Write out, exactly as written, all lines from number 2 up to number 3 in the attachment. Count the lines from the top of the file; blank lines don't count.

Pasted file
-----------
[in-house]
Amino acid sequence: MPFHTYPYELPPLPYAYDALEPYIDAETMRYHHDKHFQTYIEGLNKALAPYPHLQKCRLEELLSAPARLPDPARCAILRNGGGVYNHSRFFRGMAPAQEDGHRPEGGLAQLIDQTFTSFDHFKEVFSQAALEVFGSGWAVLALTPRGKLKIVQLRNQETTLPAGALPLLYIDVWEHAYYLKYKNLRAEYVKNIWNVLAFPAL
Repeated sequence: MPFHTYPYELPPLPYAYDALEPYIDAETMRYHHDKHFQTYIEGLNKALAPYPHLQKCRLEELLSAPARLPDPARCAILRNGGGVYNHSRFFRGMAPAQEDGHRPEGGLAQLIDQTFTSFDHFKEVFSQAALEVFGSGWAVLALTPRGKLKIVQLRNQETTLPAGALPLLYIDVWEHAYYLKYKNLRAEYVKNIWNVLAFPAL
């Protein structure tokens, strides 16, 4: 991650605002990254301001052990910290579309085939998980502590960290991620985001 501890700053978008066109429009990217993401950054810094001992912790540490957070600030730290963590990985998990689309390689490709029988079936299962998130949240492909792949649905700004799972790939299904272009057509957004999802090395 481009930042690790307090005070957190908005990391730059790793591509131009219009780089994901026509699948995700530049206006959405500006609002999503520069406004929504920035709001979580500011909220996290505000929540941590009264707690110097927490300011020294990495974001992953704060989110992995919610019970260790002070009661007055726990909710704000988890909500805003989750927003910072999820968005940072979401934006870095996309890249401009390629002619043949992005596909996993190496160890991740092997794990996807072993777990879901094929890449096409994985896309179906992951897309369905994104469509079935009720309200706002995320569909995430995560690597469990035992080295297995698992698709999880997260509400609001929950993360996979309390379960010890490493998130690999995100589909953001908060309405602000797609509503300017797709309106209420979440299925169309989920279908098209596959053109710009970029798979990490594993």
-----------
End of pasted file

Amino acid sequence: MPFHTYPYELPPLPYAYDALEPYIDAETMRYHHDKHFQTYIEGLNKALAPYPHLQKCRLEELLSAPARLPDPARCAILRNGGGVYNHSRFFRGMAPAQEDGHRPEGGLAQLIDQTFTSFDHFKEVFSQAALEVFGSGWAVLALTPRGKLKIVQLRNQETTLPAGALPLLYIDVWEHAYYLKYKNLRAEYVKNIWNVLAFPAL
Repeated sequence: MPFHTYPYELPPLPYAYDALEPYIDAETMRYHHDKHFQTYIEGLNKALAPYPHLQKCRLEELLSAPARLPDPARCAILRNGGGVYNHSRFFRGMAPAQEDGHRPEGGLAQLIDQTFTSFDHFKEVFSQAALEVFGSGWAVLALTPRGKLKIVQLRNQETTLPAGALPLLYIDVWEHAYYLKYKNLRAEYVKNIWNVLAFPAL